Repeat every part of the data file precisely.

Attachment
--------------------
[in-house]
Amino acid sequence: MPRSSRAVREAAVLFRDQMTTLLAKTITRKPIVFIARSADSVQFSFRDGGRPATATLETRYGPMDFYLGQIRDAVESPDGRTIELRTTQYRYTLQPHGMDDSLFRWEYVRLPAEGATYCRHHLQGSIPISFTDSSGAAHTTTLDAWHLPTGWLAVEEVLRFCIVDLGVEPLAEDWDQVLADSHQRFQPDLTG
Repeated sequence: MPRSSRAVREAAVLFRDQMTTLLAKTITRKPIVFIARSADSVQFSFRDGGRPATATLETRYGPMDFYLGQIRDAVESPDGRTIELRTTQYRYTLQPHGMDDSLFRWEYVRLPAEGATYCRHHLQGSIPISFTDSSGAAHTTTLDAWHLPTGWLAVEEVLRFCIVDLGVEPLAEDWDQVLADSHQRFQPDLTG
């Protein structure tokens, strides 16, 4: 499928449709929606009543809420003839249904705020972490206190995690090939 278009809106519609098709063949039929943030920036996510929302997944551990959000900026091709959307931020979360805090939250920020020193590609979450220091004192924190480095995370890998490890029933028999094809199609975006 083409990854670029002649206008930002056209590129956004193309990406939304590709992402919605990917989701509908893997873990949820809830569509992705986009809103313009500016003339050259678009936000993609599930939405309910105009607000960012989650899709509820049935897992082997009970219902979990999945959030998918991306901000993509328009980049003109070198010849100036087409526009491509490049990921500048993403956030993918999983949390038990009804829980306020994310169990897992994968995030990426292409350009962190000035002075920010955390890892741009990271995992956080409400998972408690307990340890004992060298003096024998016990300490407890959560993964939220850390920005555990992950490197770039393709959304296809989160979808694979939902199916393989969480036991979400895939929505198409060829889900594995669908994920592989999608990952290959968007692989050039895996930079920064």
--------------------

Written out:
[in-house]
Amino acid sequence: MPRSSRAVREAAVLFRDQMTTLLAKTITRKPIVFIARSADSVQFSFRDGGRPATATLETRYGPMDFYLGQIRDAVESPDGRTIELRTTQYRYTLQPHGMDDSLFRWEYVRLPAEGATYCRHHLQGSIPISFTDSSGAAHTTTLDAWHLPTGWLAVEEVLRFCIVDLGVEPLAEDWDQVLADSHQRFQPDLTG
Repeated sequence: MPRSSRAVREAAVLFRDQMTTLLAKTITRKPIVFIARSADSVQFSFRDGGRPATATLETRYGPMDFYLGQIRDAVESPDGRTIELRTTQYRYTLQPHGMDDSLFRWEYVRLPAEGATYCRHHLQGSIPISFTDSSGAAHTTTLDAWHLPTGWLAVEEVLRFCIVDLGVEPLAEDWDQVLADSHQRFQPDLTG
């Protein structure tokens, strides 16, 4: 499928449709929606009543809420003839249904705020972490206190995690090939 278009809106519609098709063949039929943030920036996510929302997944551990959000900026091709959307931020979360805090939250920020020193590609979450220091004192924190480095995370890998490890029933028999094809199609975006 083409990854670029002649206008930002056209590129956004193309990406939304590709992402919605990917989701509908893997873990949820809830569509992705986009809103313009500016003339050259678009936000993609599930939405309910105009607000960012989650899709509820049935897992082997009970219902979990999945959030998918991306901000993509328009980049003109070198010849100036087409526009491509490049990921500048993403956030993918999983949390038990009804829980306020994310169990897992994968995030990426292409350009962190000035002075920010955390890892741009990271995992956080409400998972408690307990340890004992060298003096024998016990300490407890959560993964939220850390920005555990992950490197770039393709959304296809989160979808694979939902199916393989969480036991979400895939929505198409060829889900594995669908994920592989999608990952290959968007692989050039895996930079920064």